Regarding fetal sex preselection

Ovulona(TM) and bioZhena Corporation logo

A new friend, interested in the bioZhena technology and venture proposition, has written to me:

“One question that I’ve gotten is around the accuracy of sex selection. I know this is (or can be) a controversial subject. My wife and I (parents of 3 boys) tried using one of the methods in a book to have a girl on our second try. It didn’t work, obviously, and our son decided to come on his own. Could you please tell me more about that part of the test. I understand it in theory but probably it will need to go into clinicals to validate the claim – right?”

I responded fairly promptly, but without details such as the references and especially some graphics, and without expressing serious doubt about my friend’s book and the advice they had drawn from it. This was my response:

Of course, sex preselection is a controversial subject. Most important, though, is that you understand that this is not our initial product offering; it is merely a well justified expectation (speculation), which requires a study and investment, just like the early cervical cancer diagnosis as well as the birth control uses of the Ovulona technology.

What we have for immediate market introduction is the Ovulona as a tool for aiding conception, as previously passed by the FDA, and that did not include any fetal sexing claims.

[NFP = Natural Family Planning; FAM = Fertility Awareness Method]

We will introduce SFP, Scientific Family Planning. SFA, Scientific Fertility Awareness. All four ™-designated.

For your immediate understanding of this particular fetal sexing implications of the bioZhena technology, you presumably are aware of slide 4. Now I summarize for you where this comes from. Namely, I paraphrase from a detailed white paper, which is available for study upon request, if interested:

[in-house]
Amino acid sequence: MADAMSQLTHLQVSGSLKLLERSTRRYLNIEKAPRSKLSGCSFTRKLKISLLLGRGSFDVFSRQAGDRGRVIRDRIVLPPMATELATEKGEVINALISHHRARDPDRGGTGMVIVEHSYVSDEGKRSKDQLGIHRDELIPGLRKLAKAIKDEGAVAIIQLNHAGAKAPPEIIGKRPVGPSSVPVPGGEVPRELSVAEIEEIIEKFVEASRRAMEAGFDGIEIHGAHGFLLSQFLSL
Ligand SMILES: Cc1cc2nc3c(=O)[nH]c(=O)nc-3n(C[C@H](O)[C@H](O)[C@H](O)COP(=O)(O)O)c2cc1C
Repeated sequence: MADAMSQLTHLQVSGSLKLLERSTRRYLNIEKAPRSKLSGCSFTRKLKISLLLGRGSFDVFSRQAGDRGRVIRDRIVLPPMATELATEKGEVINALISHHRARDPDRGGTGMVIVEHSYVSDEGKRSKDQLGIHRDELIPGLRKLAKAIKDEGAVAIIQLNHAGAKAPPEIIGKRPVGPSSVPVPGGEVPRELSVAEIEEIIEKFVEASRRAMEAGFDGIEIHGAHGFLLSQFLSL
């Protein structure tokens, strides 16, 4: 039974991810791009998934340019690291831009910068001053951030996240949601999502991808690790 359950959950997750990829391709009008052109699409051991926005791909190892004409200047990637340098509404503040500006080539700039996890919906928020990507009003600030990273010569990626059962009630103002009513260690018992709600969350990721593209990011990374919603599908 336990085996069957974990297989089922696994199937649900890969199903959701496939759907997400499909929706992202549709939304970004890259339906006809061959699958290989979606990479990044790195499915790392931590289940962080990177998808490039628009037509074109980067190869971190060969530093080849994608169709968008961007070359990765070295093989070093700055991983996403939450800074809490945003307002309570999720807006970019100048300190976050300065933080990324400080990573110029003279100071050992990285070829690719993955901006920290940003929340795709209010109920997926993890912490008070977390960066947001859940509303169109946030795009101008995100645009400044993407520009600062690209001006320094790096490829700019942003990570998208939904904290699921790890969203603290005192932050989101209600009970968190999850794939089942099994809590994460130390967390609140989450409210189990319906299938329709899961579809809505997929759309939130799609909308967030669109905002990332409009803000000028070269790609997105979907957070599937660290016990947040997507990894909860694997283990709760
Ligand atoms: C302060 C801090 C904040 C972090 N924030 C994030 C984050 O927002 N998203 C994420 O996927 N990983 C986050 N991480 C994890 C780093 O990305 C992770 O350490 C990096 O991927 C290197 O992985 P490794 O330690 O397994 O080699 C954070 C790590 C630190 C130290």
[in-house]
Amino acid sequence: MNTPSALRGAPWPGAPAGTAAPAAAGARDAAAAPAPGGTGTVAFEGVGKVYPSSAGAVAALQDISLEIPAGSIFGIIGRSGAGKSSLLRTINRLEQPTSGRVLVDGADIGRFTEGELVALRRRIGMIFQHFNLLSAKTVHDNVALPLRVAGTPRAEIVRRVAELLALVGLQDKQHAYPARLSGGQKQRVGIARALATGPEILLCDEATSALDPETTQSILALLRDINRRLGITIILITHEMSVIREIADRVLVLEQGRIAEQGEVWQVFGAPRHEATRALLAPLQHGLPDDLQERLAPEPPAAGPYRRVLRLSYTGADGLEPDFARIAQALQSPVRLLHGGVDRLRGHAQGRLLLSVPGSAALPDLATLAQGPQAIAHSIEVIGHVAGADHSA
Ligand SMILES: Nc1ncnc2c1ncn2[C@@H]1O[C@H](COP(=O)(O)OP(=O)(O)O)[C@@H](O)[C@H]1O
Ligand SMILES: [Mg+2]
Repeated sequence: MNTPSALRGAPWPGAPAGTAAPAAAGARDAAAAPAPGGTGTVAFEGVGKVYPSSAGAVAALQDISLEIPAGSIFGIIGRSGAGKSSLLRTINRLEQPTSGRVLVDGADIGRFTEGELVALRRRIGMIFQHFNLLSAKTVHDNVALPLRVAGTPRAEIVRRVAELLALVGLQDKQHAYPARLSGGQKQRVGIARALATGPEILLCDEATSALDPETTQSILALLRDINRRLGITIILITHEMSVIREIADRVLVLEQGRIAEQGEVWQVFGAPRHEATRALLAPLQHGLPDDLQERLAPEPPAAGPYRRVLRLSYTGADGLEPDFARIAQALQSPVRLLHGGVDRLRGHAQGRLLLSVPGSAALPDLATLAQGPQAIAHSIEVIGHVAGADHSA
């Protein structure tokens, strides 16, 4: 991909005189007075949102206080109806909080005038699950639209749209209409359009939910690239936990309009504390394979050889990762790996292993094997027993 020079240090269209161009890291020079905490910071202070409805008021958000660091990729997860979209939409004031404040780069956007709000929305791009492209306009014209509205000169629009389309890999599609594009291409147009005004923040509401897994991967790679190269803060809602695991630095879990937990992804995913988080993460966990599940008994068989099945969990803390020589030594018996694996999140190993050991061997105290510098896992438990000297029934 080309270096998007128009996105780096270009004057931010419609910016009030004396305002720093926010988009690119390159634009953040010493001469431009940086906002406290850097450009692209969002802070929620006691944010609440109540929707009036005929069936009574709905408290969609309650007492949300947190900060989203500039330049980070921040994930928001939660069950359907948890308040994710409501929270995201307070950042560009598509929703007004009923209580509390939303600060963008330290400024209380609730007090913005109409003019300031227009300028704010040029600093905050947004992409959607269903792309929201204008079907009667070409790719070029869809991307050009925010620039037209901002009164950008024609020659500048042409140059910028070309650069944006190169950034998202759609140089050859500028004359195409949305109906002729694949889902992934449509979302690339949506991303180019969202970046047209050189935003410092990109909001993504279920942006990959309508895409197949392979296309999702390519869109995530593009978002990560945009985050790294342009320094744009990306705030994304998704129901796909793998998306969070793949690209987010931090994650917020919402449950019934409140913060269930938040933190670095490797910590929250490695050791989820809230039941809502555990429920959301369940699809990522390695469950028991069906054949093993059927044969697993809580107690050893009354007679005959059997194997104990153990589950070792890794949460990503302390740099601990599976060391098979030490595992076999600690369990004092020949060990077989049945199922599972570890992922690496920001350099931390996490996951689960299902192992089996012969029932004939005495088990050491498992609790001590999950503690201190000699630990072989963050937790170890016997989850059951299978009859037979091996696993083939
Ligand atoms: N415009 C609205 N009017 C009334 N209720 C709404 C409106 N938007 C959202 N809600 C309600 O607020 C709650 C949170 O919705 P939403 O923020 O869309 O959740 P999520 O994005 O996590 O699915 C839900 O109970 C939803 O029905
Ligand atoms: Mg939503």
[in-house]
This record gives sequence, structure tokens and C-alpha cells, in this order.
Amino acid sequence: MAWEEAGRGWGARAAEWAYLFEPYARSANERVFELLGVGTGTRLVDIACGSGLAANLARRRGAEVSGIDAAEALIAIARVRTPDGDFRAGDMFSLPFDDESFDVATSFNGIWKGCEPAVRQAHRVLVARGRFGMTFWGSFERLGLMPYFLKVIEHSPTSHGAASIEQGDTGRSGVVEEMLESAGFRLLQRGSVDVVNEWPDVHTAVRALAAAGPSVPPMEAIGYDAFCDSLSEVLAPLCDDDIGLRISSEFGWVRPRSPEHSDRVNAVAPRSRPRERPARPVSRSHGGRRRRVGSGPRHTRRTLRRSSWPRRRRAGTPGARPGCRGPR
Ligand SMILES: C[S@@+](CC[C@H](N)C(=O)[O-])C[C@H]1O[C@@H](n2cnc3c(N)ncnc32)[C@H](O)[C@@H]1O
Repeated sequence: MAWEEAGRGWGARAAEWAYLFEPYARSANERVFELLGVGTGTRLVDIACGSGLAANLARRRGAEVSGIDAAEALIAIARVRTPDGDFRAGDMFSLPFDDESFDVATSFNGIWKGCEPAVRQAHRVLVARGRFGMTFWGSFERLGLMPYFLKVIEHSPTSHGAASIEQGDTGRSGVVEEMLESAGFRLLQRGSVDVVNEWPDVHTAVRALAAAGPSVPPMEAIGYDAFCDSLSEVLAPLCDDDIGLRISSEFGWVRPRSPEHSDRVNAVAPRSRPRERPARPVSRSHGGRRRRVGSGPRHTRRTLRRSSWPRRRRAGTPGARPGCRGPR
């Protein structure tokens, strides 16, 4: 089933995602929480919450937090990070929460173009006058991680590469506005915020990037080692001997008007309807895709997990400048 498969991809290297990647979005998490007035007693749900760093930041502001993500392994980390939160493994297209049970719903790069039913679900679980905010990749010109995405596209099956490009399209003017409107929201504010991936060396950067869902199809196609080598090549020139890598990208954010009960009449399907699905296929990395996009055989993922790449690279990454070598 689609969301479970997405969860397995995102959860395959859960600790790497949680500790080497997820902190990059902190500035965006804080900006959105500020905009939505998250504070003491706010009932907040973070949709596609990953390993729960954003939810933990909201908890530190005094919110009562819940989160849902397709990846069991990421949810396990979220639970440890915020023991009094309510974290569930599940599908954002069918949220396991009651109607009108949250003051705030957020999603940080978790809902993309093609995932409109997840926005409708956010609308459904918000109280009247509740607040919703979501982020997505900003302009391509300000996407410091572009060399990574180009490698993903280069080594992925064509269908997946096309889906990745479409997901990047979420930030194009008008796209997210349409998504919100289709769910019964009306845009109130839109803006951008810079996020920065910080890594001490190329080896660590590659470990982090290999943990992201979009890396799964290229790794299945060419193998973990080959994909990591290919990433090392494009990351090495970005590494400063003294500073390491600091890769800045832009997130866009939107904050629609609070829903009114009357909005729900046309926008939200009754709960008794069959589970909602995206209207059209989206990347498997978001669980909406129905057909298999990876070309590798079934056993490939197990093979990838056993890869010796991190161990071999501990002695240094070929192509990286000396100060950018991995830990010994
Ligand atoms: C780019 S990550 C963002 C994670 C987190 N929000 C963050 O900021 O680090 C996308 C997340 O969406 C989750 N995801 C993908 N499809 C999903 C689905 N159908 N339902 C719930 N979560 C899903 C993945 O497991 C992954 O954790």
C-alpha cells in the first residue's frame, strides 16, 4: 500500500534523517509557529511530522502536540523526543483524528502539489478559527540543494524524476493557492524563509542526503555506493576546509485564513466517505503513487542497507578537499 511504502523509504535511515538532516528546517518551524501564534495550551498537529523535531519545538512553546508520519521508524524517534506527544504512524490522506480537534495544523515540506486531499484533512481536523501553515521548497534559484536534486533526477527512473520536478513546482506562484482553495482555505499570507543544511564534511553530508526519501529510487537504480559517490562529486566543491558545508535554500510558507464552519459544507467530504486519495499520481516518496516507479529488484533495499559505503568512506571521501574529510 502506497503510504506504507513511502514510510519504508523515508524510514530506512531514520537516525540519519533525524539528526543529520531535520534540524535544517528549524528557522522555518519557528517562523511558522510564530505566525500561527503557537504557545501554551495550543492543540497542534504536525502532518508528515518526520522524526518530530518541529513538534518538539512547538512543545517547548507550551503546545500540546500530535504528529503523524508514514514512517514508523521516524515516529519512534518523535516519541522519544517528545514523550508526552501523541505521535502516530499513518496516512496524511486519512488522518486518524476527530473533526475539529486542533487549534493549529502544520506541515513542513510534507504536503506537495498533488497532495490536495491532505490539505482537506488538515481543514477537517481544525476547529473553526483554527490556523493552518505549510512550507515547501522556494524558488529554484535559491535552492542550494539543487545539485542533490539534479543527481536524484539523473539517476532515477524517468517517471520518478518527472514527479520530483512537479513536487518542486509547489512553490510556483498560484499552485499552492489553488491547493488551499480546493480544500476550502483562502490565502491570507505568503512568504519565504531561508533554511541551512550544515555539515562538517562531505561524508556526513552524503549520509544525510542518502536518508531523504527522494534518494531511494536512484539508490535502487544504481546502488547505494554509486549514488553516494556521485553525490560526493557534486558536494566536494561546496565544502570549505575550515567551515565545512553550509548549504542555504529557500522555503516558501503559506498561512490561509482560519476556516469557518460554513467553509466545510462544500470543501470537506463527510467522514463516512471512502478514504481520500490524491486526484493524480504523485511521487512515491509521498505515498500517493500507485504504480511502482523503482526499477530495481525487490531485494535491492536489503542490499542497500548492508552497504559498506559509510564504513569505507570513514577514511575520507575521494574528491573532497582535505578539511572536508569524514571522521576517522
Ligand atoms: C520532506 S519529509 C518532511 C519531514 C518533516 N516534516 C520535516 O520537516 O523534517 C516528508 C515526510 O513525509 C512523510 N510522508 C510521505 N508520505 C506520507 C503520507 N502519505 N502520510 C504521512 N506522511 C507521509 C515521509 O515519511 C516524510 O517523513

…a 1992 publication by John T. France et al., reporting data from 55 pregnancies (and births). The study was based on data whereby only one coitus per fertile period occurred, and three different markers were used to estimate the time of ovulation.

The stringency of the study design by France et al. went so far as to exclude 29% of pregnancies from the birth sex ratio evaluation in terms of timing of conception with respect to ovulation, because of more than one act of intercourse during the fertile period. Significantly, the birth sex ratio was 0.50 for this excluded group but far from 0.50 for the good study population.

The results of the France et al. study were as follows: Of the 34 male infants born, 65% were conceived 2 to 5 days before ovulation, and 71% of the born girls were conceived from intercourse timed between 1 day before to 1 day after the estimated time of ovulation. However, there was a great uncertainty about the actual ovulation day because in only 9% of the cases did the three ovulation markers agree with each other. In 68% of the cycles, agreement was within +/-1 day. The peak cervical mucus marker was one while the other two markers were the onset of the LH surge, and the basal body temperature rise.